How deep do the data go? This report systematically measures a specific set of inputs, outputs, and outcomes across Wikimedia programs in order to learn about evaluation and reporting capacity as well as programs impact. Importantly, it is not a comprehensive review of all program activity or all potential impact measures, but of those program events for which data was accessible through voluntary and grants reporting. Read this page to understand what the data tells you about the program and what it does not.
Response rates and data quality/limitations 
Data was received for a total of 19 WPWP Campaigns in 2020.
These Data were collected from three sources:
(1) from the Campaign organizers directly;
(2) from publicly available information on organizer project page and on-wiki reports; and (3) through WMF Labs tools such as the hashtag tool.
Through these sources we were able to collect information about: The Campaign priority goals, donated resources, budgets, staff and volunteer hours contributed, number of participants, number of new users, user retention, number of media files used on Wikipedia articles, and the number of language Wikipedia improved In total, we evaluated 23 WPWP Campaign implementations in 2021.
Year of the WPWP Campaign
Number of implementations used for this report
Values for a number of the key metrics were only reported for a minority of events, and in the cases of budgets and volunteer and staff hours these values could not be mined from other sources. Furthermore, data for the campaign were not normally distributed; the distributions are, for the most part, skewed. This is partly due to small sample size and partly to natural variation, but does not allow for comparison of means or analyses that require normal distributions. Instead, we present the median and ranges of metrics and use the term average to refer to the median average, since the median is a more statistically robust average than the arithmetic mean.’’ To give a comprehensive picture of the distribution of data, we include the means and standard deviations as references.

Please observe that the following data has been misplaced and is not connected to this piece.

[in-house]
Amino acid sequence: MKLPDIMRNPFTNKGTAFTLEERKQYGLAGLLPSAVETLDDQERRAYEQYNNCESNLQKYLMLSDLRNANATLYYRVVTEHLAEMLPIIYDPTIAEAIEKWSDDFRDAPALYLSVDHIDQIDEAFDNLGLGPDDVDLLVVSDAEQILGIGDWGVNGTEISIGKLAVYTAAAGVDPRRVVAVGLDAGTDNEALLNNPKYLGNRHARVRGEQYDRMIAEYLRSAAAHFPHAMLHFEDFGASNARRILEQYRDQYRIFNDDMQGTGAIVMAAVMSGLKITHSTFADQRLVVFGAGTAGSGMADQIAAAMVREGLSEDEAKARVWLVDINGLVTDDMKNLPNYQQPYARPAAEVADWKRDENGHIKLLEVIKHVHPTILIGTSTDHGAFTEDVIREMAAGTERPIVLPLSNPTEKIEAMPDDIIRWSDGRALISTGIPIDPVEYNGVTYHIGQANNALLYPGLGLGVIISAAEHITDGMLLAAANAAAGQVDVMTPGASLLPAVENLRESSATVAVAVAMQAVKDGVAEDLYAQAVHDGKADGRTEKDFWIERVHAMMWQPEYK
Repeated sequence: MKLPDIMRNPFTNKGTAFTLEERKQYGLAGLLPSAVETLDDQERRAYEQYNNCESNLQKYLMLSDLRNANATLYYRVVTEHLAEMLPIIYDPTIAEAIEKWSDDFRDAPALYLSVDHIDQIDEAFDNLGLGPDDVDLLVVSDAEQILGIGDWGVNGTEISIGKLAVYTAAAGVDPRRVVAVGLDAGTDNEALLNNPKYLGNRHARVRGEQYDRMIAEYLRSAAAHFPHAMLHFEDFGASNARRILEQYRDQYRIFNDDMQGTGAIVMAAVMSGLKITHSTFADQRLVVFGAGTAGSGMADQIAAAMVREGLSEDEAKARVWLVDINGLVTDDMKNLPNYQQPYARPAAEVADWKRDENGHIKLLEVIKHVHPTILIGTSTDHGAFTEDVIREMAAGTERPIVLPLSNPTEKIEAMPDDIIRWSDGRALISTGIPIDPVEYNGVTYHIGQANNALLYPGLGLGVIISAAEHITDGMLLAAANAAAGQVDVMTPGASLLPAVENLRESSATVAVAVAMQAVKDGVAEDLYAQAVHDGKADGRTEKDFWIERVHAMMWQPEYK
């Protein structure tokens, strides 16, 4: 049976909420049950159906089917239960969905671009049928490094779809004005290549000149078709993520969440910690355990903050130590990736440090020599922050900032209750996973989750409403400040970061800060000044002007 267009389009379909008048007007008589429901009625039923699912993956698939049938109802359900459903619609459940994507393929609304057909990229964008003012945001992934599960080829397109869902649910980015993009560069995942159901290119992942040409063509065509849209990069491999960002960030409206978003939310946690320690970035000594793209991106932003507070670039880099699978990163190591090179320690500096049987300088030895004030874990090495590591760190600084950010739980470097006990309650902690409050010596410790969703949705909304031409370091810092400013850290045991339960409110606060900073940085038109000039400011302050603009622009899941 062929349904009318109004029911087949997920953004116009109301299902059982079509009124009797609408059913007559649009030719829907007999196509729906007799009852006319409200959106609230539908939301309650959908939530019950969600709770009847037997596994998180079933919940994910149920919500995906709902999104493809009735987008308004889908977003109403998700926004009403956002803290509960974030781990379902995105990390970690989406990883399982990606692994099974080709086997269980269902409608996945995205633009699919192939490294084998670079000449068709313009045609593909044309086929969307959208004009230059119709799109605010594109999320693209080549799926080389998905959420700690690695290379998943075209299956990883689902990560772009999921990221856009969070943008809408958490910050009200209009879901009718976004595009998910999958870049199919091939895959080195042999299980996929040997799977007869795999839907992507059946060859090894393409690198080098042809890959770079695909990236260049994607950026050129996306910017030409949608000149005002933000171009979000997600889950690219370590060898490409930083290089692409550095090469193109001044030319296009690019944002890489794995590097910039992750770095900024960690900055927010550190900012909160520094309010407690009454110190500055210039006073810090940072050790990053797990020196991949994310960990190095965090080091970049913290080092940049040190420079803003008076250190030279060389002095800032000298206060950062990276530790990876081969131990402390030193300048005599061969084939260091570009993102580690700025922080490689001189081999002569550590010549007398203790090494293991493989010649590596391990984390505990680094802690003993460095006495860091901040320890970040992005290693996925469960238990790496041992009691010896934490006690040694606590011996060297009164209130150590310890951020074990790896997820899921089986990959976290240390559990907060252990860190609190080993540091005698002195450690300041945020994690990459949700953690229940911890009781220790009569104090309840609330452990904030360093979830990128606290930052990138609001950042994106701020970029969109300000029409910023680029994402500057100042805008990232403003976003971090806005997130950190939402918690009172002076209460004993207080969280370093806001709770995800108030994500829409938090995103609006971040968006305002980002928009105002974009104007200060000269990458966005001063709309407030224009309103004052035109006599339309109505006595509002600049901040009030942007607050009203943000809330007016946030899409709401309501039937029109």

Local organizers reported the priority goals for the WPWP Campaign events in 2021. The two most popular goals were (1) to increase contributions to Wikimedia projects and (2) to build and engage communities.
Participants reported the priority goals for the WPWP Campaign. The two most popular goals were (1) to increase accuracy and/or quality of Wikipedia articles and (2) to increasing readers' satisfaction.
A total of 23 local organizers reported their "priority" goals for their WPWP Campaign events in 2021.
As shown in the table below, four/FIVE priority goals were selected by over 52% of reporting local organizers. The most popular goal, noted as a priority by at least 65% of program leaders, was to increase contributions to Wikimedia projects. About OR OVER 52.5% of local organizers stated that increasing accuracy and/or quality of contributions, increasing readers' satisfaction, increasing using of Wiki Loves Photos, and building and engaging the community, were the priority for their campaign.
WPWP Campaign Organizers Priority Goals
Percentage selected as priority
Increasing contributions to Wikimedia projects
Increasing accuracy/and or quality of contributions
Increasing readers' satisfaction
Increasing usage of Wiki Loves Photos
Building and engaging community
52.2.9% (Figure needs proofreading)
A total of 207 participants reported their "priority" goals for the WPWP Campaign in 2021. The most popular goals noted as a priority by at least 52% of participants, were to increase accuracy and/or quality of Wikipedia articles. This data is consistent with the data reported in 2020.